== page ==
Collin Balester's new role
BUFFALO -- When Collin Balester left the Syracuse Chiefs early last month and boarded a flight bound for Florida, his career with the Washington Nationals was down to its last dying breath. He was carrying an 11.65 ERA as a member of the Chiefs' starting rotation -- on the heels of a terrible spring -- and everyone, most of all Balester himself, knew he had reached a career crossroads. Whatever he was doing, it wasn't working, and if this next step - sending him to extending spring training in Viera to convert him to a reliever - didn't take, the logical next step was trading him. Or releasing him.
That was one reason Balester did not protest when the Nationals informed him of the move. The other reason? He had been thinking about the same role-switch for awhile, after seeing friends such as Tyler Clippard, his Nationals teammate, and Brad Hennessey, a pitcher for the Minnesota Twins, make the transition successfully, and talking to each extensively about it.
"As a starter, you don't want to become a reliever, because you feel like you got demoted," said Balester, who returned to the Chiefs last week in his new role as a reliever. "But I started thinking about it during the off-season, and after talking to those guys, I saw [the transition] helped them just to go in with a different mentality of just throwing strikes. I opened [the season] as starter and couldn't get it done. So when [the Nationals] made the change I was ready for it. I just said, 'I think this could be the best thing for me.'"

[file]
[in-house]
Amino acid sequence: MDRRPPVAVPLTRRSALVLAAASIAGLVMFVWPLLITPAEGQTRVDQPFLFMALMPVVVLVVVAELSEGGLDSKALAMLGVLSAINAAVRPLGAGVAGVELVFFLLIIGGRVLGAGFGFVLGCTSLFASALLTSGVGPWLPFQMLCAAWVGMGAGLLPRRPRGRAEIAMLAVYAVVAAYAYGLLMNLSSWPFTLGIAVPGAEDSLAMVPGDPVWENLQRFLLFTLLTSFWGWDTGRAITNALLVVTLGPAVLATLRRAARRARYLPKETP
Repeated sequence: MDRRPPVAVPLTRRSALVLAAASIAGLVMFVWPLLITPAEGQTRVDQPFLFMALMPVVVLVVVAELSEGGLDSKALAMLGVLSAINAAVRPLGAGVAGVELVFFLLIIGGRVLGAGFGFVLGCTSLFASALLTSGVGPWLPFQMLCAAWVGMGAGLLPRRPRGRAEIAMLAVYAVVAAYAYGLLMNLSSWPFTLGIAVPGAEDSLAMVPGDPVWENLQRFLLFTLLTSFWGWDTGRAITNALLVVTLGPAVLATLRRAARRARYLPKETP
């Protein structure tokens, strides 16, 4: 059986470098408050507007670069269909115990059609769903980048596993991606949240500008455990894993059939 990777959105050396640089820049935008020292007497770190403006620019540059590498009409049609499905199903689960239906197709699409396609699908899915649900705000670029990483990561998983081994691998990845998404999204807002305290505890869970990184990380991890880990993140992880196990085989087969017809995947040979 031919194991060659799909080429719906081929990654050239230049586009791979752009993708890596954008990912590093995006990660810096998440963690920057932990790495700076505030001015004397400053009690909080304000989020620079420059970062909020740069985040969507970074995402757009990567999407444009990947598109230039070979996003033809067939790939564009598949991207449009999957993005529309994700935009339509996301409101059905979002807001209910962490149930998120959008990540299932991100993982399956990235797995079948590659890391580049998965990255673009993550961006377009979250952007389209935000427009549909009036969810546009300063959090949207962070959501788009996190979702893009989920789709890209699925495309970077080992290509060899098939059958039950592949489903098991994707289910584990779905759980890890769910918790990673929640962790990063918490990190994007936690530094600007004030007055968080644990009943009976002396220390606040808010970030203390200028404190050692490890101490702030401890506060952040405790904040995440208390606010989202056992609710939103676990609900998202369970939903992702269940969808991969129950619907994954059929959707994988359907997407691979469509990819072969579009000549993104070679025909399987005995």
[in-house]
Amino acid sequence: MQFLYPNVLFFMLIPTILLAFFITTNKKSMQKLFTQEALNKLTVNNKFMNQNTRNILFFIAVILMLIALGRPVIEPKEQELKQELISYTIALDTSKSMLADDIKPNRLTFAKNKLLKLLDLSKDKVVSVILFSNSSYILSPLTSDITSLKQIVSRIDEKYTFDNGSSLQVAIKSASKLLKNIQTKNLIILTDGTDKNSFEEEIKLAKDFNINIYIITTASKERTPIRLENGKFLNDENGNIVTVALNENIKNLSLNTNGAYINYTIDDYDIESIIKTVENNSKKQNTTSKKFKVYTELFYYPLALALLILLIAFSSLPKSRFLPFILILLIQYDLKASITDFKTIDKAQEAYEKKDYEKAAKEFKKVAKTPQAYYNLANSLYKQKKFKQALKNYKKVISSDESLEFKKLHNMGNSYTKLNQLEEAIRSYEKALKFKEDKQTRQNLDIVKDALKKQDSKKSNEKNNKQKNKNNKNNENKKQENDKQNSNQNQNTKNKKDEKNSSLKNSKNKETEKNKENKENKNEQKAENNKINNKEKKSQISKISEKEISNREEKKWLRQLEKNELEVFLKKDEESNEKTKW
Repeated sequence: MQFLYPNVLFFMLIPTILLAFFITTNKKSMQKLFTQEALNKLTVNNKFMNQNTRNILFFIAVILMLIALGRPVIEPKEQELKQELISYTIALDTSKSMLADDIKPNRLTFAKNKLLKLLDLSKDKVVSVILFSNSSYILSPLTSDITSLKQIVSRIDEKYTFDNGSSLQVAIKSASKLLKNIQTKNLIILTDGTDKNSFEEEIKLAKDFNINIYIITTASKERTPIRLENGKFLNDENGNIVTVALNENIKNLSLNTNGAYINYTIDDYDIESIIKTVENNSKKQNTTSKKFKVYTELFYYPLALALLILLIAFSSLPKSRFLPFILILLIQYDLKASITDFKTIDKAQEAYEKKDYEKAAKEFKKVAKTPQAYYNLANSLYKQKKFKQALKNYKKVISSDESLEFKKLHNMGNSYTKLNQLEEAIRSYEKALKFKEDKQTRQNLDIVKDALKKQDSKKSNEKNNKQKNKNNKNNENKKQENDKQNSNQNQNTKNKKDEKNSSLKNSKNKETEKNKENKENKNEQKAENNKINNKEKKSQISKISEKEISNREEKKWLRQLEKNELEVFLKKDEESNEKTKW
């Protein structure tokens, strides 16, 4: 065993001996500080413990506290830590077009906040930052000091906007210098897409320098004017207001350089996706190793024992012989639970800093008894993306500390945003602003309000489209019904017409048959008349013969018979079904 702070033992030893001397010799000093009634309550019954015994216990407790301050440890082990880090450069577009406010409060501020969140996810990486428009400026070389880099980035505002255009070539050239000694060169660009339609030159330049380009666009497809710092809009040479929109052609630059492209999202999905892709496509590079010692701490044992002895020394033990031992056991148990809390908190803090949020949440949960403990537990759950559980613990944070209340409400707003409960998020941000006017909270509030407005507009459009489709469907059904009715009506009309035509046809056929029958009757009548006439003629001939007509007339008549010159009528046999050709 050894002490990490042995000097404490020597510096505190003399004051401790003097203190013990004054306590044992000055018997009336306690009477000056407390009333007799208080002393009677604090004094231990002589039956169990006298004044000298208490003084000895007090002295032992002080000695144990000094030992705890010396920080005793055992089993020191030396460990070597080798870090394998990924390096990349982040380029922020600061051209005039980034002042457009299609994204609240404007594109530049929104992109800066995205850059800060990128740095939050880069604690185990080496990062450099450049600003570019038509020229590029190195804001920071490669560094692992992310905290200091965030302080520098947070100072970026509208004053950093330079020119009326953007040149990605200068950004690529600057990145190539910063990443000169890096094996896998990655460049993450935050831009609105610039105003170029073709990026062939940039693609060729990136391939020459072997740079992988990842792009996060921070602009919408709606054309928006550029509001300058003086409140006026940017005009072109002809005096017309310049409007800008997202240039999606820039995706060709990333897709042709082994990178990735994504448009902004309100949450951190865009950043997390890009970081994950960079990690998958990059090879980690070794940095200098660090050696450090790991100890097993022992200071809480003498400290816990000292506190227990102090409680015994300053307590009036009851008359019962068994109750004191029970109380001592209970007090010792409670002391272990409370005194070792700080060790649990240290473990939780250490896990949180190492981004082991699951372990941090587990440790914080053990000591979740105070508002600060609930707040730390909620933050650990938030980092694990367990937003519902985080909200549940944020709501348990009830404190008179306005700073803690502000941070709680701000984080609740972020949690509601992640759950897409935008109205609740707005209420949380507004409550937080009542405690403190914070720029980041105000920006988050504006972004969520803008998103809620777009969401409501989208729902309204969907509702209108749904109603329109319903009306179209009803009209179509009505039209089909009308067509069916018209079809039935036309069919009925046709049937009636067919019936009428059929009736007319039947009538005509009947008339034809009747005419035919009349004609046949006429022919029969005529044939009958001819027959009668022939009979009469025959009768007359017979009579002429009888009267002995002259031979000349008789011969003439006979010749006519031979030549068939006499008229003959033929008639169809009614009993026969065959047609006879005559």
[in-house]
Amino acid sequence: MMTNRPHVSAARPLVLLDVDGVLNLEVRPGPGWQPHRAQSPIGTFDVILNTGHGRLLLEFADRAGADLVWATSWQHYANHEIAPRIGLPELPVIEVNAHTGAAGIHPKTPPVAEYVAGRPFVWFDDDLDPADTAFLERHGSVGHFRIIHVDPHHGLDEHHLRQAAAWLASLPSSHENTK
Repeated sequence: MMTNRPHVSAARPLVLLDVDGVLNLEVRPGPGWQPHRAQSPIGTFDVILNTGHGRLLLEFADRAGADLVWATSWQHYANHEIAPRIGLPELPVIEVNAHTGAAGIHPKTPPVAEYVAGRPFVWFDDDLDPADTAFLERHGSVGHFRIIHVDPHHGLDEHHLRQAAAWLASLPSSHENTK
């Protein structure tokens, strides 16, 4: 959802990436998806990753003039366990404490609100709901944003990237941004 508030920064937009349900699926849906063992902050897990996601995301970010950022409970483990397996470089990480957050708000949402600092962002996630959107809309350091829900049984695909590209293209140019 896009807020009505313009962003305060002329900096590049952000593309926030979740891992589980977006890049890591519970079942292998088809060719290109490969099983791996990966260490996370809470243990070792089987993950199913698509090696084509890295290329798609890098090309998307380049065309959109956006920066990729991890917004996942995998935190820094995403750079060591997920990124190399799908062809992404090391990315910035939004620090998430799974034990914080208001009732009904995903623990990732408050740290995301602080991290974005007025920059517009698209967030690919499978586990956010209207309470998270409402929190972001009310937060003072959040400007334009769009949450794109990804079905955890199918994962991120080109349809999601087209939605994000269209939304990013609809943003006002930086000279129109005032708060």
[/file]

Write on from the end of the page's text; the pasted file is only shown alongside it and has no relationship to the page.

So far, the results have been promising. Balester, who turns 24 on Sunday, has made two relief appearances, facing a total of only four batters, but he has retired them all, with his fastball registering 94 mph on the radar gun. But what has truly stood out is Balester's approach. He has pitched aggressively - coming in and throwing strikes, instead of nibbling off the edges of the strike zone.
"It's night and day - a lot more purpose, a lot more confidence," said Chiefs Manager Trent Jewett. "He's only gotten four outs, so I don't want to make too much of it, but you can see the difference. I think [the bullpen role] allows him to focus on smaller things. It's a more tangible, more quickly gratifying role. It removes pace - pacing yourself, saving something for later - it removes all that."
It is only now revealing itself, but Balester, who made 22 starts for the Nationals in 2008 and 2009, may have been born to be a reliever. He has always had a resilient arm - as a starter, for example, he always played long-toss the day after a start, with a bullpen session the following day. "I feel like my biggest asset is being able to bounce back," he said.
But at his best, he also pitches, he said, with an "attack mentality" - or at least he did at one time. Part of this transition, for Balester, is trying to get back to that mentality.
"I think I started to stray away from that," he said, "and this move has helped me get back into it. As a starter, you're conserving something. It got to the point where I was forcing myself to get some adrenaline just to get pumped up for the game. I'm not saying I wasn't pumped up, but I was just kind of lost. Now, when they call down to bullpen, it's like, 'Hey, get ready.' It's just automatic."
Balester isn't ready to commit to the change forever, holding onto the possibility of going back to starting at some point. But he also understands where his career was headed a month ago, and the U-turn he is hoping to make.
"I know it's a cliché, and everyone says it, but if I can get up [to the majors] faster as a reliever and help the team in that way, I'm all for it," he said. "I feel like I could do either right now, but I don't care. I want to play at the big league level. I want to be able to show I can stay up there."
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